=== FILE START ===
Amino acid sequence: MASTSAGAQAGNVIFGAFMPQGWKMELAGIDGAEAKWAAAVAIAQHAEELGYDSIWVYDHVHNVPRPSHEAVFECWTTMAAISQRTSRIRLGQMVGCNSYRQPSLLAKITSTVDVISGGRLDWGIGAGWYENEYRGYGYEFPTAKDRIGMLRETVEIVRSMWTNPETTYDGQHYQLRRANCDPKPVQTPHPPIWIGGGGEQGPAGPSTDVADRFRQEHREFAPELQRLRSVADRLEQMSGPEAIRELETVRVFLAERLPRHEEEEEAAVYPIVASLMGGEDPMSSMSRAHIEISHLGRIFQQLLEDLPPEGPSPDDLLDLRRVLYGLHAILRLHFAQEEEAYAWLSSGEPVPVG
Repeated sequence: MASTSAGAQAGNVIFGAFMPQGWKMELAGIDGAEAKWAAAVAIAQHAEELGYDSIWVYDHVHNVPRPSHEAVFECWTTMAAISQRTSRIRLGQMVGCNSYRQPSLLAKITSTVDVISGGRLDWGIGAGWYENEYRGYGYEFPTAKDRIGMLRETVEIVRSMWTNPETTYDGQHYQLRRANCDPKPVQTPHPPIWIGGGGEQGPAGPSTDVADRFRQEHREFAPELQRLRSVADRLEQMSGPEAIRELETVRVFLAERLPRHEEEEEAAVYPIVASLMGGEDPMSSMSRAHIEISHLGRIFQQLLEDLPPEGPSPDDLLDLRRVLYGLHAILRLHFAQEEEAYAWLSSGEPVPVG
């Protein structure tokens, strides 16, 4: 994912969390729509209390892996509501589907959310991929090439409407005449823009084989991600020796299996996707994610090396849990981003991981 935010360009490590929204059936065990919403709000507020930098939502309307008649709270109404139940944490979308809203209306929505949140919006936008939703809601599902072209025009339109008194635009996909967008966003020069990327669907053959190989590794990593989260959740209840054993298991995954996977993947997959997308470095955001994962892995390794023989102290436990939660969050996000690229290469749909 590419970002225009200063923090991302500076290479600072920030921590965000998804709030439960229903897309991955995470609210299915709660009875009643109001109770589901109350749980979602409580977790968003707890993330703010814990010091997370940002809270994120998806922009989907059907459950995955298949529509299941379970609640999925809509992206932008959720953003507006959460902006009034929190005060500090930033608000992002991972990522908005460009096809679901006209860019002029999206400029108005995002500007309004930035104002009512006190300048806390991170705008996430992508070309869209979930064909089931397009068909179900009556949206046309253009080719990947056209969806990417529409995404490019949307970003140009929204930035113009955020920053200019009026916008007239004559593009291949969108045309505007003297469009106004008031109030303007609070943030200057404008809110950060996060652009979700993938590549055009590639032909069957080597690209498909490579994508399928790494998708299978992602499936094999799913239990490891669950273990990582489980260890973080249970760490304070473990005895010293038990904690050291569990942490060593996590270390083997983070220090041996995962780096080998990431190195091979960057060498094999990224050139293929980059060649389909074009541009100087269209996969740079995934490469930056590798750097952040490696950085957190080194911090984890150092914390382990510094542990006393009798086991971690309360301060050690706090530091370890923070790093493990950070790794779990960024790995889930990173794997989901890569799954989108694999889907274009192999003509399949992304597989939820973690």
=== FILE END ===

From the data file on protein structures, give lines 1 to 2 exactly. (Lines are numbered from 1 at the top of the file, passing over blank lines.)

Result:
Amino acid sequence: MASTSAGAQAGNVIFGAFMPQGWKMELAGIDGAEAKWAAAVAIAQHAEELGYDSIWVYDHVHNVPRPSHEAVFECWTTMAAISQRTSRIRLGQMVGCNSYRQPSLLAKITSTVDVISGGRLDWGIGAGWYENEYRGYGYEFPTAKDRIGMLRETVEIVRSMWTNPETTYDGQHYQLRRANCDPKPVQTPHPPIWIGGGGEQGPAGPSTDVADRFRQEHREFAPELQRLRSVADRLEQMSGPEAIRELETVRVFLAERLPRHEEEEEAAVYPIVASLMGGEDPMSSMSRAHIEISHLGRIFQQLLEDLPPEGPSPDDLLDLRRVLYGLHAILRLHFAQEEEAYAWLSSGEPVPVG
Repeated sequence: MASTSAGAQAGNVIFGAFMPQGWKMELAGIDGAEAKWAAAVAIAQHAEELGYDSIWVYDHVHNVPRPSHEAVFECWTTMAAISQRTSRIRLGQMVGCNSYRQPSLLAKITSTVDVISGGRLDWGIGAGWYENEYRGYGYEFPTAKDRIGMLRETVEIVRSMWTNPETTYDGQHYQLRRANCDPKPVQTPHPPIWIGGGGEQGPAGPSTDVADRFRQEHREFAPELQRLRSVADRLEQMSGPEAIRELETVRVFLAERLPRHEEEEEAAVYPIVASLMGGEDPMSSMSRAHIEISHLGRIFQQLLEDLPPEGPSPDDLLDLRRVLYGLHAILRLHFAQEEEAYAWLSSGEPVPVG